Note: As most of you know, I am both a pianist and a tenor. In another life — meaning a decade ago — I was a bassoonist who wanted to have a career in orchestral music or, perhaps, as a music teacher. Regardless of my future, I’ve spent most of my life listening to and studying classical music. From time to time, I am asked to share my favorites or recommend a piece for friends. Here’s my list of ten favorites. With the exception of the first three, they are not in any particular order.

Mahler, Symphony 2, Resurrection.
I first heard the Resurrection Symphony when I was fourteen or fifteen, after buying the Zubin Mehta recording at Barnes & Noble in Lafayette, Indiana. Like the Victorian novel, Mahler believed that a symphony should encapsulate all of life, so this symphony has everything. It is a cosmic battle between good and evil with numerous moody upswings into ecstasy and downturns into despair. Naturally, it fit my teenage angst perfectly! The final thirty minutes includes an offstage brass brand, a choir, two female soloists and solos for the wind section that I’ve always imagined were the birds flying over hell. It has been my favorite since I heard it over ten years ago. Honorable Mentions: Symphonies 8 & 9 and pretty much everything else.

Wagner, Tristan Und Isolde.
I never really got into Wagner because I never really got into opera until about two years ago. My first Wagner experience was the Met’s “Live in HD” telecast of the Robert Lepage staging of Die Walkure (yup, that’s the “Killlll the Wabbbbitttt!” one). I was breathless at the end of the first act when Siegmond and Sieglinde declare their love for each other in one of those famous I-can-sing-louder-love-duets. Shortly afterwards, I picked up a DVD of Tristan Und Isolde and was similarly blown away. Sensual to the point of erotic, Wagner resolves dissonances into other dissonances. You think resolution will come in the second act when the title characters meet up for some adulterous you-know-what in a forest, but the climax crashes when they are caught in in flagrante delicto. Resolution finally happens — six hours later — during Isolde’s Liebestod: while holding the dead body of Tristan, she sings how their love will be united in death. It is the most dramatically beautiful music you’ll ever hear. Honorable Mentions: The Ring Cycle and pretty much everything else.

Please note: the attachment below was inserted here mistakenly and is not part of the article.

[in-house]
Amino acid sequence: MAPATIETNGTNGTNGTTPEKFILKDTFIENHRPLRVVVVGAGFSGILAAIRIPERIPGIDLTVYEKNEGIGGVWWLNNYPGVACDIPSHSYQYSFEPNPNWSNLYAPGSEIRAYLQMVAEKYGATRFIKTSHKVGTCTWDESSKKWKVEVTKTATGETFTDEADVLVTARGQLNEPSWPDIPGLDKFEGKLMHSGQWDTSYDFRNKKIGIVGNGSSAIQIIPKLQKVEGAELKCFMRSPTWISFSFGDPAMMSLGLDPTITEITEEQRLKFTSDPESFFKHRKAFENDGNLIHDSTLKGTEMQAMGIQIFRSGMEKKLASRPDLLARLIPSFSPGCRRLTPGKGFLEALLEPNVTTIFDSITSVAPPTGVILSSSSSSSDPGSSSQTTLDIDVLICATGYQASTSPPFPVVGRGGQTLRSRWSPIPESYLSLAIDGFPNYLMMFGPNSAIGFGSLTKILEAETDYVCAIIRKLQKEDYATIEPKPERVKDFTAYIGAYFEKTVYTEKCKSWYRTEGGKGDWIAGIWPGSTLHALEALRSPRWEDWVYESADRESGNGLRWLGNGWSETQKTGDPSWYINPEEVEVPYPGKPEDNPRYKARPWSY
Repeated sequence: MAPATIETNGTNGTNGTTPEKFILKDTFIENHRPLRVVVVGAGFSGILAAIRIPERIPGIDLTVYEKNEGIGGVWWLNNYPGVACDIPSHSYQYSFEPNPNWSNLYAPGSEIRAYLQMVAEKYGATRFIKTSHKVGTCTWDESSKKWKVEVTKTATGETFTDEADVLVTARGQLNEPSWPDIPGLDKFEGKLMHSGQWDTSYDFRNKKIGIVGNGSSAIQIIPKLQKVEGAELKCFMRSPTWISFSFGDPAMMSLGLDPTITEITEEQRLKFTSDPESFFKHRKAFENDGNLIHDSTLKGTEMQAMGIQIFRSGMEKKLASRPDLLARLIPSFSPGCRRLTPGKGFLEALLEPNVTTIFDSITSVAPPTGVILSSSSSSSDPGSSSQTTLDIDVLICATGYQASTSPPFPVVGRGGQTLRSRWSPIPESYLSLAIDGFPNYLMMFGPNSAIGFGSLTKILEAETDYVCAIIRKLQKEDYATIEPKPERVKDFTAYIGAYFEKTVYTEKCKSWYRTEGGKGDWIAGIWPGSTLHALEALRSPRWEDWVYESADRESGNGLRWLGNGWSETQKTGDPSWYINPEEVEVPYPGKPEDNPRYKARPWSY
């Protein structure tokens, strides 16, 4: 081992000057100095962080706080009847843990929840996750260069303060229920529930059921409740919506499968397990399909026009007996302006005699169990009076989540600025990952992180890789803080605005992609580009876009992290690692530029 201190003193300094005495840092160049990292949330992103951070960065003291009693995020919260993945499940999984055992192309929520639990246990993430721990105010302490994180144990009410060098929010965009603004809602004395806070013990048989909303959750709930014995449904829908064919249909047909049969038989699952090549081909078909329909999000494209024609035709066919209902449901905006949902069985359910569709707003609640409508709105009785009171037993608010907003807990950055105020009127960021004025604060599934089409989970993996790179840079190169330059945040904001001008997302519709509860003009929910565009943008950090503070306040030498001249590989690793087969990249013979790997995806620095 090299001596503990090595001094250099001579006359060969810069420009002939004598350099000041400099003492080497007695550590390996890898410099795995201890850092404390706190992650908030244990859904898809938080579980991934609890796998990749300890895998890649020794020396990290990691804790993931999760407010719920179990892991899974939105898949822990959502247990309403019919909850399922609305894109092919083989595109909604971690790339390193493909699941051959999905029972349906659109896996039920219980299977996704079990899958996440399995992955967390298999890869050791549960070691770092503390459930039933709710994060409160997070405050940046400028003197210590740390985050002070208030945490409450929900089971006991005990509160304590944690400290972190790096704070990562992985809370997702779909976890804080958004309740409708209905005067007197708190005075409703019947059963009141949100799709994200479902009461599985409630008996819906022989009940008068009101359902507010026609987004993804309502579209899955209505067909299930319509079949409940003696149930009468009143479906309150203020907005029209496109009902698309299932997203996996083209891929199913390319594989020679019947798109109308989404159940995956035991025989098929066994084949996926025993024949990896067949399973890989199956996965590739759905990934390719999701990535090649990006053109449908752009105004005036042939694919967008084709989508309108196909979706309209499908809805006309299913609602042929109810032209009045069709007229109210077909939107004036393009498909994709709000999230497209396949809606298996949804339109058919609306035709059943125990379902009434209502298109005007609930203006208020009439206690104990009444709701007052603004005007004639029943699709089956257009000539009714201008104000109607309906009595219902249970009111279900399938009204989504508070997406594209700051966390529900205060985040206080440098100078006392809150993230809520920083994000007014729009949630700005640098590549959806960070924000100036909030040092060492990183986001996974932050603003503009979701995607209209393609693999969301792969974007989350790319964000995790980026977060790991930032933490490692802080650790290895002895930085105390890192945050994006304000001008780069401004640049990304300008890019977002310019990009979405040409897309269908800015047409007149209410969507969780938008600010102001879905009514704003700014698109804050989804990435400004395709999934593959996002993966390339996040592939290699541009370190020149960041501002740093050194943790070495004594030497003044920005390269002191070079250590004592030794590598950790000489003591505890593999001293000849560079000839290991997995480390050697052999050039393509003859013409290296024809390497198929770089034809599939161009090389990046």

Richard Strauss, Vier letzte Lieder.
This is a set of four songs for a soprano and orchestra, written only a year before the Strauss’ death. Sure enough, each of the songs focus on death. I hadn’t heard them until a few years ago when our former Choirmaster/Organist shared them with me. While I love them all, my favorite is the third, Beim Schlafengehen. After a gorgeous solo violin passage, the soprano (I prefer Jessye Norman’s 1983 recording) sings, “And my unfettered soul / wishes to soar up freely / into night’s magic sphere / to live there deeply and thousandfold.” And, basically, I DIE. The fourth movement floats in ecstasy and resignation with shimmering, diaphanous chords. Honorable Mentions: Elecktra, Salome, the horn concerto and the tone poems.

Feldman, Rothko Chapel.